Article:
To make this long story a bit shorter:

  • Party tithe:  Keep it in cash and see how I use it.
  • Giving tithe:  Keep it at the same amount as that savings game I’m playing (at least)
  • Credit card:  Don’t use it, or pay it before I use it so I don’t have a balance!
  • Use the rest wisely, setting aside funds for rent, bills, and upcoming expenses (tuition for my course, flights to Toronto in April and August)

I don’t know if this is helpful to anyone else, but it’s been helpful to me!

Enjoy the fruits of your labours!

Marcia

 

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2013 in review – In case you are interested!

The WordPress.com stats helper monkeys prepared a 2013 annual report for this blog.

Here’s an excerpt:

A San Francisco cable car holds 60 people. This blog was viewed about 2,000 times in 2013. If it were a cable car, it would take about 33 trips to carry that many people.

Click here to see the complete report.

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A Toast to Payday!

About a year ago I had almost $3800 in debt.  Of course it was in my line of credit – which has a lower interest rate than a credit card.  None the less, it was a debt and I owed it.   Mom, if you are reading this – no comments.  I know that’s hard to do because I have a daughter too, and I make too many comments to her.  Just saying that I know what’s on the tip of your tongue.

To be honest, I’ve been working on the debt issue for several years – especially motivated by Dave Ramsey and his Debt Snowball and the blog, Get Rich Slowly - and I finally managed to get rid of the whole kit and kaboodle this summer.  I’d been steadily whittling away at the sum, paying a chunk every pay cheque, observing the total diminishing, as did the amount of interest I was paying on the debt.  It felt good.  Finally, this summer I had to make another work adjustment at Co-op and they paid out my vacation pay!!!!!!!!!!!!  It was a huge chunk of change and enough to bring the figure under $400.  By September it was done.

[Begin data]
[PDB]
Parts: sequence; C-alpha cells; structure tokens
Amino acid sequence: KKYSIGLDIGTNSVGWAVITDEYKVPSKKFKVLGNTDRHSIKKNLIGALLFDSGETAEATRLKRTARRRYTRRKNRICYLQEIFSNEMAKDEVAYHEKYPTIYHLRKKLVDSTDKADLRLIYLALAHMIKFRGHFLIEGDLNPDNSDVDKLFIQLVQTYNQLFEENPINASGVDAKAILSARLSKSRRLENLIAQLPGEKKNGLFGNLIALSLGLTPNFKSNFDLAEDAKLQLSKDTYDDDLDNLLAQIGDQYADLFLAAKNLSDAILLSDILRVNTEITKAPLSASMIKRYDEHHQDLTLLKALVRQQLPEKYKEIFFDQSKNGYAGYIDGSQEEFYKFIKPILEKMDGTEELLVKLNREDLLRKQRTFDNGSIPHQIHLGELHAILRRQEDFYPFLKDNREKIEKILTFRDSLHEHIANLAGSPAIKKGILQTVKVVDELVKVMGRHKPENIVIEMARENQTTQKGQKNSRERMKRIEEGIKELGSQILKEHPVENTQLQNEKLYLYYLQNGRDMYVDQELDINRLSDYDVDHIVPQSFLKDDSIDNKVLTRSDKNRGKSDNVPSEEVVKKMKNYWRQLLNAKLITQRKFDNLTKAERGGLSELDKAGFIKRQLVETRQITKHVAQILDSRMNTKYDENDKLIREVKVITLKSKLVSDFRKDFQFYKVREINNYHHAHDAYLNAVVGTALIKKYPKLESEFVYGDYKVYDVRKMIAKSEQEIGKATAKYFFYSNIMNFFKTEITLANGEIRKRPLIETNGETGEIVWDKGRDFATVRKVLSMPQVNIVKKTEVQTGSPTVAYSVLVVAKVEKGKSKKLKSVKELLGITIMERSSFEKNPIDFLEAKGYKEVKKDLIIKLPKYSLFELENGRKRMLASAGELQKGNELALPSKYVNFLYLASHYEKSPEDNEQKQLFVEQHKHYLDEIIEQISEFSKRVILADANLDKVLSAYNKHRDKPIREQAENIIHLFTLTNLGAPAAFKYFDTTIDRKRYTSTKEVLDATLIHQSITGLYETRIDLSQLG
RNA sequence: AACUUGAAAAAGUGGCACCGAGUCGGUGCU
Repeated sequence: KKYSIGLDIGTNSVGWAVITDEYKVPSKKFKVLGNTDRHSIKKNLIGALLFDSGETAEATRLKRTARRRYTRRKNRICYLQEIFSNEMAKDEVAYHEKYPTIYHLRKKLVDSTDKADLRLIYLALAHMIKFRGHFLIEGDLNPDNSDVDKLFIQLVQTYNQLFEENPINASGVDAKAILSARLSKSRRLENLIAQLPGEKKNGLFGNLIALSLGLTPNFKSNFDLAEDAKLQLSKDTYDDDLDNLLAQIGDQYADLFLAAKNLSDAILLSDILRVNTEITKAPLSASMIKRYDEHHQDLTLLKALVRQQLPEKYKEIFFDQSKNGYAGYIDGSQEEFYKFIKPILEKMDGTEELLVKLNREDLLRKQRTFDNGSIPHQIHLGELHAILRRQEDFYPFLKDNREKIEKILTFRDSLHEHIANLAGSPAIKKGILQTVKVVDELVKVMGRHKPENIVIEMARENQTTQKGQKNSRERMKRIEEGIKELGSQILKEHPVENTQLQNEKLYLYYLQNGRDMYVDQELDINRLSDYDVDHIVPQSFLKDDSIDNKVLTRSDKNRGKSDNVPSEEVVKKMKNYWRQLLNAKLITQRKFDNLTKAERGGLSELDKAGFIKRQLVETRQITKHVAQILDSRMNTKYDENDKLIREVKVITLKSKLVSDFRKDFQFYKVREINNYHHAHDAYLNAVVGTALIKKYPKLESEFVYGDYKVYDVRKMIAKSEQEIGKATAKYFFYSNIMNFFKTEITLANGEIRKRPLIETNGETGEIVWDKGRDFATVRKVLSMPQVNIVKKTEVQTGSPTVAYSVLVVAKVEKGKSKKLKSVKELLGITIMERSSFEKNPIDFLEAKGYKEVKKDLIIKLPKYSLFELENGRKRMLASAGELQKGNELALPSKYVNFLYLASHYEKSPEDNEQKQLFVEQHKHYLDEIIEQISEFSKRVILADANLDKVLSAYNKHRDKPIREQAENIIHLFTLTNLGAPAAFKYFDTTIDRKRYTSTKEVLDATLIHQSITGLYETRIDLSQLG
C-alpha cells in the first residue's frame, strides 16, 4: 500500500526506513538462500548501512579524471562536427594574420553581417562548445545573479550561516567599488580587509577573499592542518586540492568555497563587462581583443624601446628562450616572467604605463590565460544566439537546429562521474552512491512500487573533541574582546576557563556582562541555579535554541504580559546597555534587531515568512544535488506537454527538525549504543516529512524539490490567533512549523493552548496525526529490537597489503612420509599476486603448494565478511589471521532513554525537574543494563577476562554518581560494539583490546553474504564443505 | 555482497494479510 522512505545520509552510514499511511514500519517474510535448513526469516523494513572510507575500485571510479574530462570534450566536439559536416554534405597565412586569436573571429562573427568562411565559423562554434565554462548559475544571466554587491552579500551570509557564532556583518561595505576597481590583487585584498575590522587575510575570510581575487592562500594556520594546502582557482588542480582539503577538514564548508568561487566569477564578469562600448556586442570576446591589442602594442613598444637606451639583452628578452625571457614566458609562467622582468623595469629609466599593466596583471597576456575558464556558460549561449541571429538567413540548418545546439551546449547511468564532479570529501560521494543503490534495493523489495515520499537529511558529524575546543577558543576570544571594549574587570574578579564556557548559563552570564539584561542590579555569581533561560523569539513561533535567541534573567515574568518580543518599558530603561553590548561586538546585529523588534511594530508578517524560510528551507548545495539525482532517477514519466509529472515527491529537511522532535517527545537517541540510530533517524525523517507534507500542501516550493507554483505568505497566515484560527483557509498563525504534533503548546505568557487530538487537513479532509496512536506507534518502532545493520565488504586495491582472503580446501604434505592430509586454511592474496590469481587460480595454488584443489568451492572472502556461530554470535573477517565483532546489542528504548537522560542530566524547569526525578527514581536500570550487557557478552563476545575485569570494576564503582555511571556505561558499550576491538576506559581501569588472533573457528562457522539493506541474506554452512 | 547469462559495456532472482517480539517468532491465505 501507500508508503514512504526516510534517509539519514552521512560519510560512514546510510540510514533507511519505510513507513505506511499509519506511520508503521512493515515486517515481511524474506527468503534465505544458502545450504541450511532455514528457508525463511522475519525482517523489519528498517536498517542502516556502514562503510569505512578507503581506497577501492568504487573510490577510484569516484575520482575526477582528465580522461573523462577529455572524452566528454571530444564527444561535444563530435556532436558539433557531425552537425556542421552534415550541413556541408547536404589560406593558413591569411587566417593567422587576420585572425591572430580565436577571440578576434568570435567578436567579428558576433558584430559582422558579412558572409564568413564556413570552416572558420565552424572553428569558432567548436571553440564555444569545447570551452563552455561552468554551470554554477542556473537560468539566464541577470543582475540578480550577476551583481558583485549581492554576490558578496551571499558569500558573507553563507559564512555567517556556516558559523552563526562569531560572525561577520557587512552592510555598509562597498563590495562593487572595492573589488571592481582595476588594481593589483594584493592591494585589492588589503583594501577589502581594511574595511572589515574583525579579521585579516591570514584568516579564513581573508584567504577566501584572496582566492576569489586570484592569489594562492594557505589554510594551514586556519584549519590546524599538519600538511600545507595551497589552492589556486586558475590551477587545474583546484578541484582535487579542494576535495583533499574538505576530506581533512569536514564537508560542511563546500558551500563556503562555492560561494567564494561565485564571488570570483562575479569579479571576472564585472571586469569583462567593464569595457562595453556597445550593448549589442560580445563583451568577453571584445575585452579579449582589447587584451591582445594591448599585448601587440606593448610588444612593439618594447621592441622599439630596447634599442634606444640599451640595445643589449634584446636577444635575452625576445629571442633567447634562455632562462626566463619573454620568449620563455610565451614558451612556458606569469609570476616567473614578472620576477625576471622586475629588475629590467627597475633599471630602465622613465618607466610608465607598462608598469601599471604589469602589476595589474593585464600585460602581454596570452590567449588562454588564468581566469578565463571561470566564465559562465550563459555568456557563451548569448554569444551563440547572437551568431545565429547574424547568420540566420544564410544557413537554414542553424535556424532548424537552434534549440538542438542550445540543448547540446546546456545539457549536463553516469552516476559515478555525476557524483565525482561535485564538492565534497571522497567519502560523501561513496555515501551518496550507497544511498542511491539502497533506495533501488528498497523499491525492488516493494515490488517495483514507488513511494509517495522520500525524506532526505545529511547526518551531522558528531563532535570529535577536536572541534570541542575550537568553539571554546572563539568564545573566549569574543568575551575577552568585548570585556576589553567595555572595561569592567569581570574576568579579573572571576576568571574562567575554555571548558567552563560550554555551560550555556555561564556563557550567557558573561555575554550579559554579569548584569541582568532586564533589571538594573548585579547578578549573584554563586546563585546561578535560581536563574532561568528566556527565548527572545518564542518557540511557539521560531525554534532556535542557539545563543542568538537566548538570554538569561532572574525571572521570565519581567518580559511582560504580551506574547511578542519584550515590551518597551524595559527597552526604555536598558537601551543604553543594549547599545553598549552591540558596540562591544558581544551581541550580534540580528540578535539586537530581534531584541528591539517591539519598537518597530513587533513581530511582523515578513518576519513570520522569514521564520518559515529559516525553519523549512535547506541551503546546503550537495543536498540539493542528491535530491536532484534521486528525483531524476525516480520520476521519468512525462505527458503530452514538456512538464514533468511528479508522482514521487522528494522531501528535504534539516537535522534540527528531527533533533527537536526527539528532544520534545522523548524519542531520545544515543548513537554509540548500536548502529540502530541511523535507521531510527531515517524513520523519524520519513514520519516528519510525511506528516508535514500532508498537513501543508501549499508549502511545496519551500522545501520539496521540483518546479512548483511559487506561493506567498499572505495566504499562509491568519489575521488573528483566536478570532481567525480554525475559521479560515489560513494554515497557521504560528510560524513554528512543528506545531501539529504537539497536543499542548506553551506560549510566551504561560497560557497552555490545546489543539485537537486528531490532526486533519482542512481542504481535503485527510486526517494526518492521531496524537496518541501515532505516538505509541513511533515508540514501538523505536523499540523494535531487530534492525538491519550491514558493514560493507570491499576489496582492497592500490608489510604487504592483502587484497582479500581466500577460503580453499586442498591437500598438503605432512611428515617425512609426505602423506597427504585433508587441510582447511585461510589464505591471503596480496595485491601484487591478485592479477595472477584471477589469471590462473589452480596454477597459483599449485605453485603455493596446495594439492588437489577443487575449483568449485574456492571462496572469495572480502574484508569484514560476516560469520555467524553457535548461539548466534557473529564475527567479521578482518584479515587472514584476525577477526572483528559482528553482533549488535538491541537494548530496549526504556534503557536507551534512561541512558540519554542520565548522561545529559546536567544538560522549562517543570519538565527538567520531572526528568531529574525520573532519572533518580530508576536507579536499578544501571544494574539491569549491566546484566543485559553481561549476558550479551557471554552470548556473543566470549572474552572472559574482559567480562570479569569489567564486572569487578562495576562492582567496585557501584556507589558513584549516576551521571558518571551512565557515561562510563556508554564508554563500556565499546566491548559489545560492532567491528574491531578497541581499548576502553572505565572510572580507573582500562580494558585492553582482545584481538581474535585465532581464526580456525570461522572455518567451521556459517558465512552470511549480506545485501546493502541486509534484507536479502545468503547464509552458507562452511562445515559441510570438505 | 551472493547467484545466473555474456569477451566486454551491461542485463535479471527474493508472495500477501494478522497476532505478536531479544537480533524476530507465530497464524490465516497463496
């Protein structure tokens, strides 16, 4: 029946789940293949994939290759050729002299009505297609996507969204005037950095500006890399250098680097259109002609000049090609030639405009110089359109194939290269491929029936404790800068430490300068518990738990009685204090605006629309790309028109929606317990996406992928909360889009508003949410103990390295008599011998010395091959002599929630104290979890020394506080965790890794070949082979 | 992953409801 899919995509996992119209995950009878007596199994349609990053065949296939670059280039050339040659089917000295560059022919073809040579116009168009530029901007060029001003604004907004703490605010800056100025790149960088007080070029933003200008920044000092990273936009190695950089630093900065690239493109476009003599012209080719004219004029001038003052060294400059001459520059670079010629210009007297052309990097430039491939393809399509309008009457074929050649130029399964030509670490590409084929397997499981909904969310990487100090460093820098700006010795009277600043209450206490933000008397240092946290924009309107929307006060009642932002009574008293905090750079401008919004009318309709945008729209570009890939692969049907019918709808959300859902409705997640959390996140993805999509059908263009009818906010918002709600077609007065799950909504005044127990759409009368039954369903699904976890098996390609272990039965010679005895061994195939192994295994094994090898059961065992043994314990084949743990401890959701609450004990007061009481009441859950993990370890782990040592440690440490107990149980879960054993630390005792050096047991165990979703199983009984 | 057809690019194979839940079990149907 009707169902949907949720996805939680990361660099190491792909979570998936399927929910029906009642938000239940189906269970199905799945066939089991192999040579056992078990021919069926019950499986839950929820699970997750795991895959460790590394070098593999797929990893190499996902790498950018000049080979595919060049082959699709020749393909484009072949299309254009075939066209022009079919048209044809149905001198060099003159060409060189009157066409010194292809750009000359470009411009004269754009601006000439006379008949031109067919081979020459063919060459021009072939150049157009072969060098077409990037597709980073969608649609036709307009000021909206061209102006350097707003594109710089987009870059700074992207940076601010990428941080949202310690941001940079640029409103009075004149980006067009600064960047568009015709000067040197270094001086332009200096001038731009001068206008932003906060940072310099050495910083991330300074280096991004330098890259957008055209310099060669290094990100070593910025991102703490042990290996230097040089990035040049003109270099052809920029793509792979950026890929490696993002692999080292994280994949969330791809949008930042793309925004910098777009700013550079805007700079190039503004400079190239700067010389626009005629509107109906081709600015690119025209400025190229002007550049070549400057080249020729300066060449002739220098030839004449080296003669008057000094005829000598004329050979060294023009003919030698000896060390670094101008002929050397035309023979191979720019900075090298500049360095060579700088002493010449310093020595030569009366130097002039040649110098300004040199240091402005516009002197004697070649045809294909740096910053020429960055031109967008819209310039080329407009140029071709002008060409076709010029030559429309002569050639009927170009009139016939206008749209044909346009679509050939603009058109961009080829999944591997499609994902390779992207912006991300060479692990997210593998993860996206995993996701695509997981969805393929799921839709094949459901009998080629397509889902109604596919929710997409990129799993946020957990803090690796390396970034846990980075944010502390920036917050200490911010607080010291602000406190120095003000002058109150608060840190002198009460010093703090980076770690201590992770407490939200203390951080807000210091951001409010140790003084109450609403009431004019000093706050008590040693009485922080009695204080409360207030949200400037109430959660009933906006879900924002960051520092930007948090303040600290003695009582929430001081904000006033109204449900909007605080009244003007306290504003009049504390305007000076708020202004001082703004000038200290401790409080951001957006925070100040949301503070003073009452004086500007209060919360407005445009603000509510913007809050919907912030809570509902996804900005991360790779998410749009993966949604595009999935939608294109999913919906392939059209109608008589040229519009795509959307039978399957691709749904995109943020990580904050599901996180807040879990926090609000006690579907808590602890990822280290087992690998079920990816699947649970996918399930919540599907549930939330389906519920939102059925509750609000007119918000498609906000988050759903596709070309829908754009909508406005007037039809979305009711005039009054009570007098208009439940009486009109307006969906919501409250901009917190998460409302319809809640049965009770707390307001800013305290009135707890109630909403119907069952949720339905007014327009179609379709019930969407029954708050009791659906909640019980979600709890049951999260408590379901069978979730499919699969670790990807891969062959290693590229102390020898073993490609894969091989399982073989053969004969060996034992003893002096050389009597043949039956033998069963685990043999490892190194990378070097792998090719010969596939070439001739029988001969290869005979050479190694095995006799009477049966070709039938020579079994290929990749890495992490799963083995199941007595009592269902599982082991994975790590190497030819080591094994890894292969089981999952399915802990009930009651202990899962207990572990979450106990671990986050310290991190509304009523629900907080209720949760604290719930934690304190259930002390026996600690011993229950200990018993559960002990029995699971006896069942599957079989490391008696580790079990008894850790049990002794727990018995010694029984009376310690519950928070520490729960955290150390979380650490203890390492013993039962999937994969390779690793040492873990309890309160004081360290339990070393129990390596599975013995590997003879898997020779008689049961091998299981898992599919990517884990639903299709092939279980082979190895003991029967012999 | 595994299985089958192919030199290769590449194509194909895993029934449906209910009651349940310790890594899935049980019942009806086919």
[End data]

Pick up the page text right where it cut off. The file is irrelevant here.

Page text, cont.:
Now in theory the amount of money I was no longer feeding to my debt account should have gone into a savings account.  I mean, after all, the next savings step is 3 – 6 months of expenses, right?  Well, let me tell you that it didn’t and probably for many people doesn’t go quite as planned.  There’s a sense of freedom and release when everything is in the black – and somehow saving gets forgotten – or at least it did by me.   And then this picture started making the rounds on Facebook:

52-week-savings-planIt’s pretty basic and it’s been shared by several blogs, but I got this image from Survival Mom.  Several of my friends posted it, and I sure hope they follow through.  There is a lot less stress when you have savings – even when you are in debt.  However, I wanted to crank up my savings rate just a little, so about two weeks ago I opened another savings account.  (I bank with President’s Choice so this is pretty easy to set up online).  And because I am fortunate not to have any debts at the moment, no young children at home, and no major expenses in the future, I am starting at the top of the chart and staying there.  $52 per paycheque gets transferred to my “pay yourself first” fund and because I usually have a payday every Friday, I can do this every week.